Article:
Advanced

AMPK activation by A-769662 and 991 does not affect catecholamine-induced lipolysis in human adipocytes

Kopietz, Franziska LU ; Berggreen, Christine LU ; Larsson, Sara LU ; Säll, Johanna LU ; Ekelund, Mikael LU ; Sakamoto, Kei; Degerman, Eva LU ; Holm, Cecilia LU and Göransson, Olga LU (2018) In American Journal of Physiology - Endocrinology and Metabolism 315(5). p.1075-1085
Abstract

Activation of AMP-activated protein kinase (AMPK) is considered an attractive strategy for the treatment of type 2 diabetes. Favorable metabolic effects of AMPK activation are mainly observed in skeletal muscle and liver tissue whereas the effects in human adipose tissue are only poorly understood. Previous studies, which largely employed the AMPK activator 5-aminoimidazole-4-carboxamide-1-D-ribofuranoside (AICAR), suggest an anti-lipolytic role of AMPK in adipocytes. The aim of this work was to re-investigate the role of AMPK in the regulation of lipolysis, using the novel allosteric small-molecule AMPK activators A-769662 and 991, with a focus on human adipocytes. For this purpose, human primary subcutaneous adipocytes were treated... (More)

Activation of AMP-activated protein kinase (AMPK) is considered an attractive strategy for the treatment of type 2 diabetes. Favorable metabolic effects of AMPK activation are mainly observed in skeletal muscle and liver tissue whereas the effects in human adipose tissue are only poorly understood. Previous studies, which largely employed the AMPK activator 5-aminoimidazole-4-carboxamide-1-D-ribofuranoside (AICAR), suggest an anti-lipolytic role of AMPK in adipocytes. The aim of this work was to re-investigate the role of AMPK in the regulation of lipolysis, using the novel allosteric small-molecule AMPK activators A-769662 and 991, with a focus on human adipocytes. For this purpose, human primary subcutaneous adipocytes were treated with A-769662, 991 or AICAR, as a control, before being stimulated with isoproterenol. AMPK activity status, glycerol release and the phosphorylation of hormone-sensitive lipase (HSL), a key regulator of lipolysis, was then monitored. Our results show that both A-769662 and 991 activated AMPK to a level which was similar to, or greater than that induced by AICAR. In contrast to AICAR, which as expected was anti-lipolytic, neither A-769662 nor 991 affected lipolysis in human adipocytes, although 991 treatment lead to altered HSL phosphorylation. Furthermore, we suggest that HSL Ser660 is an important regulator of lipolytic activity in human adipocytes. These data suggest that the anti-lipolytic effect observed with AICAR in previous studies is, at least to some extent, AMPK-independent.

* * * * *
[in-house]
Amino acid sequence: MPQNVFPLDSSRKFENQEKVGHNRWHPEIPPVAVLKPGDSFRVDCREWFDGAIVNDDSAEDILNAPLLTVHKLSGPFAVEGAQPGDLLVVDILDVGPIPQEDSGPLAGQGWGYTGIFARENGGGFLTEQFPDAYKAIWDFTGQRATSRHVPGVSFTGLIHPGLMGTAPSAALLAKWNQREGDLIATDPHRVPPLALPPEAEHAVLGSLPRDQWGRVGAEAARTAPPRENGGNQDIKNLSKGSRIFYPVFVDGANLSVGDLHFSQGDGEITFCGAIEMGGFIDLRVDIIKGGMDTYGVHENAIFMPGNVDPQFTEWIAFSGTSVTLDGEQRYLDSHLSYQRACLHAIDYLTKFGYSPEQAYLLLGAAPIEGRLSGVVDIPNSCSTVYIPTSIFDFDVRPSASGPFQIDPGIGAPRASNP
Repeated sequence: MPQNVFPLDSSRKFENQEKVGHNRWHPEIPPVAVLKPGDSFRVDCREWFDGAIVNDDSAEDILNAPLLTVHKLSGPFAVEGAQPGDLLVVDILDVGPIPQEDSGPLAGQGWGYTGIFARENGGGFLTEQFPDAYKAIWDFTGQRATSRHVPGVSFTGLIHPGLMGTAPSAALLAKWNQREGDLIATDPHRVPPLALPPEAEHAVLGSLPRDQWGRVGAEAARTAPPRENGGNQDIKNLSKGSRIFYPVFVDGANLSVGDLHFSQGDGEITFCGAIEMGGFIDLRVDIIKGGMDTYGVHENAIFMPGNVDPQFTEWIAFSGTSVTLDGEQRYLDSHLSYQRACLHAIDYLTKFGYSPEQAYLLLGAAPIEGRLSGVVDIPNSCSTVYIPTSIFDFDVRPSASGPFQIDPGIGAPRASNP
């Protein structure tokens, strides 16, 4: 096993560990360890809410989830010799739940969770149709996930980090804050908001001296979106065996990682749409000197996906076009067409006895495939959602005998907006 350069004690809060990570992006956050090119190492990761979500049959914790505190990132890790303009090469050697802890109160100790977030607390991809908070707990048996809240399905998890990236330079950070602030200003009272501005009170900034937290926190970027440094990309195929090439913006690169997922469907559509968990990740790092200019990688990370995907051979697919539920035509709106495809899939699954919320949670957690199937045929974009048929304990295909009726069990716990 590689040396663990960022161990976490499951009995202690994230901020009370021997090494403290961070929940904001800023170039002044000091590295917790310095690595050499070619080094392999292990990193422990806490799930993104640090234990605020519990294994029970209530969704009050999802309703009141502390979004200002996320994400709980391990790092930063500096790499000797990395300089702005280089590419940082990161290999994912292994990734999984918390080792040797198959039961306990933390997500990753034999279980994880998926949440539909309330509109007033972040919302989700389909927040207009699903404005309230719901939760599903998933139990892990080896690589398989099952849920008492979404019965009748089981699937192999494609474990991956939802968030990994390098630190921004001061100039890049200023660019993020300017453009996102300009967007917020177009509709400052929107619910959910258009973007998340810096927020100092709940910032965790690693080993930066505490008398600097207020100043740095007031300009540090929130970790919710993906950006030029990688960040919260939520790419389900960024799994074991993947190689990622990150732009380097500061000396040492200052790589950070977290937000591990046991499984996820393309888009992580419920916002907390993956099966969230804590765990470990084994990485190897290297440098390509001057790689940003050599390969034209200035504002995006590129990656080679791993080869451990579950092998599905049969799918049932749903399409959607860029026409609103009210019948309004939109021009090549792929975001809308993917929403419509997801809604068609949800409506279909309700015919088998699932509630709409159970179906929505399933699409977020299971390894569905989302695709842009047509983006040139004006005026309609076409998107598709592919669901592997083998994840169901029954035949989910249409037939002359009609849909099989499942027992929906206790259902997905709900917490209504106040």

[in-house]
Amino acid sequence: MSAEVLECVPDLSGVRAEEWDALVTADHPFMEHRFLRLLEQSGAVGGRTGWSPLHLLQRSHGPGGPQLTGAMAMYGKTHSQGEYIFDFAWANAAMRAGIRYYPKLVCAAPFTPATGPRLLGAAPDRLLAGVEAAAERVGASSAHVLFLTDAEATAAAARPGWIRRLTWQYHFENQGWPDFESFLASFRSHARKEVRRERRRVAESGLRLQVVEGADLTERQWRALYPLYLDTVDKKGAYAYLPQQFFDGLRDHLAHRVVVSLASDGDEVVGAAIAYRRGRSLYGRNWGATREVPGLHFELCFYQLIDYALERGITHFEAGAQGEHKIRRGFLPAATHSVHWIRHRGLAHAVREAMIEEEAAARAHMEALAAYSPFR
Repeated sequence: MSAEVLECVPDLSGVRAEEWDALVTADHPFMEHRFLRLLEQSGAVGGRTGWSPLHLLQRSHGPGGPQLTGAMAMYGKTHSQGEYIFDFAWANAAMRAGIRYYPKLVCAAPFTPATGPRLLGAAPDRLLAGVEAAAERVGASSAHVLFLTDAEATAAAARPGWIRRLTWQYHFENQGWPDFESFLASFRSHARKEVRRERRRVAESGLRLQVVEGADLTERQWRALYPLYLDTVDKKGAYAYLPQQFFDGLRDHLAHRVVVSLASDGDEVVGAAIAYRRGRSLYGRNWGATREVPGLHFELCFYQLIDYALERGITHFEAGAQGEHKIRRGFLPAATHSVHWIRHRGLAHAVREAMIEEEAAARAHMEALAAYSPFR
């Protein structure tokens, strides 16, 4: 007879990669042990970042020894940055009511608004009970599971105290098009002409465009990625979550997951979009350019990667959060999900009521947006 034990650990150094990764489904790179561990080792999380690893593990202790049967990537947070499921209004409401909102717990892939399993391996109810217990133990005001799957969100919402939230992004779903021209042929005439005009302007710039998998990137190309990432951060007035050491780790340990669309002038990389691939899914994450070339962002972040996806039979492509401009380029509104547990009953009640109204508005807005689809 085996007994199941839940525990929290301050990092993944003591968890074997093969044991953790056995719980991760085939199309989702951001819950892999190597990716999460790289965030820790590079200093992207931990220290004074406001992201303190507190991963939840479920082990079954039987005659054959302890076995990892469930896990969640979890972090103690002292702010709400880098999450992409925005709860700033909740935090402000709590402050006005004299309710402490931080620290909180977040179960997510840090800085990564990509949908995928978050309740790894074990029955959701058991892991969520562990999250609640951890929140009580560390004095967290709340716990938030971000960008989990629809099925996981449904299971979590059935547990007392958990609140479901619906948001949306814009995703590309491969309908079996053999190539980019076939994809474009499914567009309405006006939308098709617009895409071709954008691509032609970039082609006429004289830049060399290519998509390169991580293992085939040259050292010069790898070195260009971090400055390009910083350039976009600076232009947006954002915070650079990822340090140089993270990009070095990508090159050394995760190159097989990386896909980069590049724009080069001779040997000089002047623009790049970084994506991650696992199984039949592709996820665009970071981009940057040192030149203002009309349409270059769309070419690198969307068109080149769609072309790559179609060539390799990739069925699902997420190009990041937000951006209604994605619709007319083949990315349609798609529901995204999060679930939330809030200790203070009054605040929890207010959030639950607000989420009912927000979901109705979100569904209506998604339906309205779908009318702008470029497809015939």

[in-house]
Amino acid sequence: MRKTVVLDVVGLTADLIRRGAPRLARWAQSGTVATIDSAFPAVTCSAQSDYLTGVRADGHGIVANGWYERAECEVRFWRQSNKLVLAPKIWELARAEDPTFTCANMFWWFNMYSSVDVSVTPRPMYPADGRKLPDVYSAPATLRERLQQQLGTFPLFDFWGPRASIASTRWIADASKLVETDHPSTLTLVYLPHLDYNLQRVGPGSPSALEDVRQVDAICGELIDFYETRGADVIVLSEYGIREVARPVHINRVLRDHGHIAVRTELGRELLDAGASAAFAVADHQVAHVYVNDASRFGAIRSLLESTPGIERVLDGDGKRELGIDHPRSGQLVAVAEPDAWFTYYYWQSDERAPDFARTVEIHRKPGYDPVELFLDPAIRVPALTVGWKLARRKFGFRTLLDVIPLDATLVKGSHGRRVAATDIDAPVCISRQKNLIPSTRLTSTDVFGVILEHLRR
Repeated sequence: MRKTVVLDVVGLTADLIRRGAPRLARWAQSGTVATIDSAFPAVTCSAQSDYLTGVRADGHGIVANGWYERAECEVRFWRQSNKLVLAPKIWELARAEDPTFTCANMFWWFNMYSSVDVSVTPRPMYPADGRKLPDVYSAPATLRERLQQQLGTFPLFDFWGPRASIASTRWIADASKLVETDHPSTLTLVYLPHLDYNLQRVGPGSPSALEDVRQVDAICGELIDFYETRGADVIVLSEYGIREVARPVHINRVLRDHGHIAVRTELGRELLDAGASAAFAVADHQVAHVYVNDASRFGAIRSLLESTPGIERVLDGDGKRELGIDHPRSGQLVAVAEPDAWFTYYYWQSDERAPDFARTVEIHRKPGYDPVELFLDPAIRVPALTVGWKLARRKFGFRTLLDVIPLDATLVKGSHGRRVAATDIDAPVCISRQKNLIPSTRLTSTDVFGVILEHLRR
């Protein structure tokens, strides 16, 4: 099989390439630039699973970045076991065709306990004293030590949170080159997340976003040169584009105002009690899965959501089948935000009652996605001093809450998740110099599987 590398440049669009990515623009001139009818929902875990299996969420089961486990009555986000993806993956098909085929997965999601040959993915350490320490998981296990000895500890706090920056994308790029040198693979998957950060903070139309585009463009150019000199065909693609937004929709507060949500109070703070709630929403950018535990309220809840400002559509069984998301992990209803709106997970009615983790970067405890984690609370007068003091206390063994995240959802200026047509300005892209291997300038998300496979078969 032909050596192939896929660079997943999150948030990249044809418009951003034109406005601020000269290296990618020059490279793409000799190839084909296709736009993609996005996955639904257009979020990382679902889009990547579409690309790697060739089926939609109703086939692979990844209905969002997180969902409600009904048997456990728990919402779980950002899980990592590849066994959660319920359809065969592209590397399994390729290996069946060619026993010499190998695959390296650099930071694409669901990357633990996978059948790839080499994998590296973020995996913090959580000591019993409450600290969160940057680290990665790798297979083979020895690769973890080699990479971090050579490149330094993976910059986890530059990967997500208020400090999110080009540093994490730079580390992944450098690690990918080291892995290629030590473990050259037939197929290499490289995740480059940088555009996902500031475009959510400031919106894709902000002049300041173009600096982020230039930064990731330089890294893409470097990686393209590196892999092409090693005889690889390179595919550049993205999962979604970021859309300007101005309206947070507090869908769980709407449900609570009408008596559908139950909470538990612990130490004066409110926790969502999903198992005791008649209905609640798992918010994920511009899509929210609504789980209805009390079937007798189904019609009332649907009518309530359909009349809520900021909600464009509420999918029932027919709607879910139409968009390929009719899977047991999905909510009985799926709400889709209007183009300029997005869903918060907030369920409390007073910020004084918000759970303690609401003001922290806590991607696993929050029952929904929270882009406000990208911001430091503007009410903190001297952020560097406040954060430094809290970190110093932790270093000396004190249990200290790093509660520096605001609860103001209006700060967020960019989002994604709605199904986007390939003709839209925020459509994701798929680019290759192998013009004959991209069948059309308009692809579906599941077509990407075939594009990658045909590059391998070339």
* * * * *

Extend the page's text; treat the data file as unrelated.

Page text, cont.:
(Less)
Please use this url to cite or link to this publication:
author
organization
publishing date
type
Contribution to journal
publication status
published
subject
in
American Journal of Physiology - Endocrinology and Metabolism
volume
315
issue
5
pages
1075 - 1085
publisher
American Physiological Society
external identifiers
  • scopus:85056603779
ISSN
1522-1555
DOI
10.1152/ajpendo.00110.2018
language
English
LU publication?
yes
id
7fa160fb-6841-4dde-9f53-69cac790954b
date added to LUP
2018-10-31 19:11:32
date last changed
2019-09-17 04:42:27
@article{7fa160fb-6841-4dde-9f53-69cac790954b,
  abstract     = {<p>Activation of AMP-activated protein kinase (AMPK) is considered an attractive strategy for the treatment of type 2 diabetes. Favorable metabolic effects of AMPK activation are mainly observed in skeletal muscle and liver tissue whereas the effects in human adipose tissue are only poorly understood. Previous studies, which largely employed the AMPK activator 5-aminoimidazole-4-carboxamide-1-D-ribofuranoside (AICAR), suggest an anti-lipolytic role of AMPK in adipocytes. The aim of this work was to re-investigate the role of AMPK in the regulation of lipolysis, using the novel allosteric small-molecule AMPK activators A-769662 and 991, with a focus on human adipocytes. For this purpose, human primary subcutaneous adipocytes were treated with A-769662, 991 or AICAR, as a control, before being stimulated with isoproterenol. AMPK activity status, glycerol release and the phosphorylation of hormone-sensitive lipase (HSL), a key regulator of lipolysis, was then monitored. Our results show that both A-769662 and 991 activated AMPK to a level which was similar to, or greater than that induced by AICAR. In contrast to AICAR, which as expected was anti-lipolytic, neither A-769662 nor 991 affected lipolysis in human adipocytes, although 991 treatment lead to altered HSL phosphorylation. Furthermore, we suggest that HSL Ser660 is an important regulator of lipolytic activity in human adipocytes. These data suggest that the anti-lipolytic effect observed with AICAR in previous studies is, at least to some extent, AMPK-independent.</p>},
  author       = {Kopietz, Franziska and Berggreen, Christine and Larsson, Sara and Säll, Johanna and Ekelund, Mikael and Sakamoto, Kei and Degerman, Eva and Holm, Cecilia and Göransson, Olga},
  issn         = {1522-1555},
  language     = {eng},
  month        = {09},
  number       = {5},
  pages        = {1075--1085},
  publisher    = {American Physiological Society},
  series       = {American Journal of Physiology - Endocrinology and Metabolism},
  title        = {AMPK activation by A-769662 and 991 does not affect catecholamine-induced lipolysis in human adipocytes},
  url          = {http://dx.doi.org/10.1152/ajpendo.00110.2018},
  volume       = {315},
  year         = {2018},
}